McGarvey’s tobacco shop, popularly known as ‘An Stad’, was a guesthouse and meeting place at 30 North Frederick Street. It was a popular meeting place for the Irish nationalist and cultural movements in the late nineteenth and early twentieth centuries, and was described in the press in 1903 as “the centre of Dublin Gaeldom.”
Amongst others, it was frequented by James Joyce, Major John MacBride, Oliver St. John Gogary and GAA founder Michael Cusack. Harry C. Phibbs, who was a member of the Celtic Literary Society, remembered that “McGarvey’s place was truly a stopping place for anyone interested in the Irish Revival Movement to drop in, meet some other people, know what was going on. It was conveniently located to Rutland Square where many of the societies and branches of the Gaelic League had meeting places.” Cathal McGarvey, who founded the business, was a well-known humourist and song writer, indeed he penned the words to ‘The Star of the County Down.’ Oliver St. John Gogarty, who lived conveniently close to An Stad, recalled of him and his establishment:
There was a great atmosphere of nationality gathered about the Stad. It was a good place to slip out to at night, for one who lived about fifteen doors away, and to talk about the revival of Gaelic. Even if few people talked to me there was always Cathal, who was too civil and too much of a business man not to talk to anyone while waiting for a revival of the nation.
Phibbs remembered years later that Michael Cusack cut something of an unusual shape in the establishment, and that “one of the people who would occasionally wander in was ‘old man Cusack’, a bearded old stalwart who called himself ‘Citizen Cusack’. He always carried a green muffler around his neck and wielded a heavy blackthorn stick.”
Police intelligence files from the early twentieth century reveal that McGarvey’s was closely monitored by intelligence. When Major John MacBride returned to Ireland from Paris, having fought in the Second Boer War with the ‘Irish Brigade’, it was noted by police intelligence that he frequented McGarvey’s, in the company of known ‘Secret Society’ men, a reference to the Irish Republican Brotherhood. MacBride was a well-known figure in Irish society for his exploits in South Africa, and had lectured in America to enthusiastic audiences on his fight against the British there, telling the media in New York that “‘Winston Churchill may say what he likes about the war in South Africa being over, but I tell you the war is not over. The Boers will fight just as long as there is a man, woman or child alive.” Following his U.S speaking tour, he had married Maud Gonne in Paris, but the marriage was a brief and unhappy one, leading him back to Dublin. Among the men spotted with MacBride at An Stad were Arthur Griffith (founder of the Sinn Féin party) and veteran Fenian John O’Leary.
At the time of Cathal McGarvey’s passing, it was noted in the press that the visitor books would surely become a hugely important historic resource. Having begun in 1900, and continued until about 1905, the books “contain entries of interest by every Irish-Irelander of note who lived in Dublin between those dates.” 30 North Frederick Street today is the building shown below, though a building further down the street at 43 operated under the name ‘An Stad’ in more recent times.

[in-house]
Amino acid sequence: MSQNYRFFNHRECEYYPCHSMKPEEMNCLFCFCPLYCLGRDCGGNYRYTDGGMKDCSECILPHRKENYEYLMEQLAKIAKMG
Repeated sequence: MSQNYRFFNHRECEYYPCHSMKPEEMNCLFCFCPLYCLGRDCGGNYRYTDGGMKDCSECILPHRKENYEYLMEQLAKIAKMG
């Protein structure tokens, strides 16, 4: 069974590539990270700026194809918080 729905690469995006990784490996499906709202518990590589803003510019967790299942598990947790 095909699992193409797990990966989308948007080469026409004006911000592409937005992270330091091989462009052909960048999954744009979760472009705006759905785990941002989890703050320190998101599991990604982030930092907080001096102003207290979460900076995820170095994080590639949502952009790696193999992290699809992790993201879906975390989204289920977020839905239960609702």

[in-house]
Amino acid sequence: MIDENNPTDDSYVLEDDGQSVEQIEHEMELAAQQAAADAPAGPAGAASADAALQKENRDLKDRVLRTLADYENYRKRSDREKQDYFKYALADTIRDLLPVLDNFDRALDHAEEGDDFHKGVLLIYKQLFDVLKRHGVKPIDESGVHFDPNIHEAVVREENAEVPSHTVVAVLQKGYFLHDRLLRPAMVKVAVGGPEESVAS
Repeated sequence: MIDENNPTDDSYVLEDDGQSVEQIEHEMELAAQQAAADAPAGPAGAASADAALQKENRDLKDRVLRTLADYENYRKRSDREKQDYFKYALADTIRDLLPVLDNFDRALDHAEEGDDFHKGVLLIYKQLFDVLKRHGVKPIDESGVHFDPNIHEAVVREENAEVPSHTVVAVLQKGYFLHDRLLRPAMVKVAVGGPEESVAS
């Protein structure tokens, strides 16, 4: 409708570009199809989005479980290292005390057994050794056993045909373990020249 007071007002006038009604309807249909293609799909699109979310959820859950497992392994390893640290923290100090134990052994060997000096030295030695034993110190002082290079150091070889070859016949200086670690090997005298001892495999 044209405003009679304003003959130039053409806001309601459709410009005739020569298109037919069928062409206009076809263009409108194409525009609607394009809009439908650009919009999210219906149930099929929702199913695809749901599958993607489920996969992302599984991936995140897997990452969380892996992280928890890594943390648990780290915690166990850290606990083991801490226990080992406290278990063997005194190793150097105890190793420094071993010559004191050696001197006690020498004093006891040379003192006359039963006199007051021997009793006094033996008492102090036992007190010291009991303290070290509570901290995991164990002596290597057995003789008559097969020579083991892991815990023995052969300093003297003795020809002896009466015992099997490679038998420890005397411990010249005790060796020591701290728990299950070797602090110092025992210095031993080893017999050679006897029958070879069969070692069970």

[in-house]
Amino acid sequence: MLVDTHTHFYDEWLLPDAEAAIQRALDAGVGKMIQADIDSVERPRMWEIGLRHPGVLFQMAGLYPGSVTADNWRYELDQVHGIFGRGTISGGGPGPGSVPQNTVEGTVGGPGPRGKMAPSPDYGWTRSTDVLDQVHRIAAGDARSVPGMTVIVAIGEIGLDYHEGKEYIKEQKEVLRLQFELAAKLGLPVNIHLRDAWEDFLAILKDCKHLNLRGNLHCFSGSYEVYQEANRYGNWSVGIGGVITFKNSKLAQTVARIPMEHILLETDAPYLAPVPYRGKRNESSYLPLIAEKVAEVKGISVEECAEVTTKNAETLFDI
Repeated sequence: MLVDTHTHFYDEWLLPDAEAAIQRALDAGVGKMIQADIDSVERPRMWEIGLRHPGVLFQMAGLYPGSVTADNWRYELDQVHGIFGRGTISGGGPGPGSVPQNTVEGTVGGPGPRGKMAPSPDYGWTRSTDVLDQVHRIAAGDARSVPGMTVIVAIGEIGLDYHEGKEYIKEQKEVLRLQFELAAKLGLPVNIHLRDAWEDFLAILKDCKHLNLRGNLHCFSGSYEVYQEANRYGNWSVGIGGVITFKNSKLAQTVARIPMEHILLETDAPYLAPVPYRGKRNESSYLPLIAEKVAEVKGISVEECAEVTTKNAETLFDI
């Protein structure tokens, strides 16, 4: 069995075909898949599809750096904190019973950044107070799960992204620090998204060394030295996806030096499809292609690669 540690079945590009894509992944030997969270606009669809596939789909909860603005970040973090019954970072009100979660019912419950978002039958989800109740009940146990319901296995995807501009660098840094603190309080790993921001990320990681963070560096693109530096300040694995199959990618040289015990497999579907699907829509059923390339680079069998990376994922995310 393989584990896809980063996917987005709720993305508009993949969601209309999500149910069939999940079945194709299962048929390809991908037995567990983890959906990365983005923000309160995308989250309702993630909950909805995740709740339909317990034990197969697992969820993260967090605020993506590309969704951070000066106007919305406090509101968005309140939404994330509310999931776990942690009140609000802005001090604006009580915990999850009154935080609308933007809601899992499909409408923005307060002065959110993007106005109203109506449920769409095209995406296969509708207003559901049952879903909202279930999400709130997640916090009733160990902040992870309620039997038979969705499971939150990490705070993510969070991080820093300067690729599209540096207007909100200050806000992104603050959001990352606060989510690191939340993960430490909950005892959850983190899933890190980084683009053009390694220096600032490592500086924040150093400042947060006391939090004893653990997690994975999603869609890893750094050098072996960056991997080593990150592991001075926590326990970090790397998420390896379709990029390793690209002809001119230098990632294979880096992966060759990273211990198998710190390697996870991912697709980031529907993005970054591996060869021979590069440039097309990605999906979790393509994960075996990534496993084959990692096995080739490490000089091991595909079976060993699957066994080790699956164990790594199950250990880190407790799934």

In the years that followed independence, it remained a popular meeting place with republicans. It was managed for some time by Maire Gleeson, an active participant in the War of Independence who was a member of Cumann na mBán, as well as being active in the intelligence network of Michael Collins. With the coming to power of the Fianna Fáil government in 1932, republican prisoners were released from Arbour Hill, Portlaoise Prison and Mountjoy, with Frank Ryan among the twenty IRA men released by the new government. The Irish Press reported that many of the prisoners made by the well known meeting place, and that “An Stad Restaurant in North Frederick Street having been reached, the prisoners found the streets literally black with people to clasp them by the hand. Cinema apparatus was installed in front of the restaurant, and Mr. Frank Ryan was persuaded to address the microphone.” Five years later, in 1937, it was again the location for a celebration in honour of released republican prisoners, which included Moss Twomey, who had been IRA Chief of Staff prior to his arrest.
In 1938, there was an abortive attempt by some members of the IRA to attack the Nelson Pillar on O’Connell Street. Tim Pat Coogan has noted that the plan lacked the sanction of IRA Chief of Staff Sean Russell, but that the plan had been “to set the explosives, withdraw and notify the police, giving them time to cordon off the area.” Coogan interviewed an IRA member of the time who told him that men had actually walked down O’Connell Street with wads of gelignite on their person, before the mission was abandoned. The men had set off, naturally enough, from An Stad!
An Stad itself was raised by the authorities on several occasions in this period, who clearly regarded it as an institution affiliated to the republican movement. While it remained an active guesthouse in the decades that followed the 1930s, its affiliations with the advanced nationalist movement seem to have weakened. It seems a real shame that such an important meeting place of the early twentieth century is unmarked by any plaque.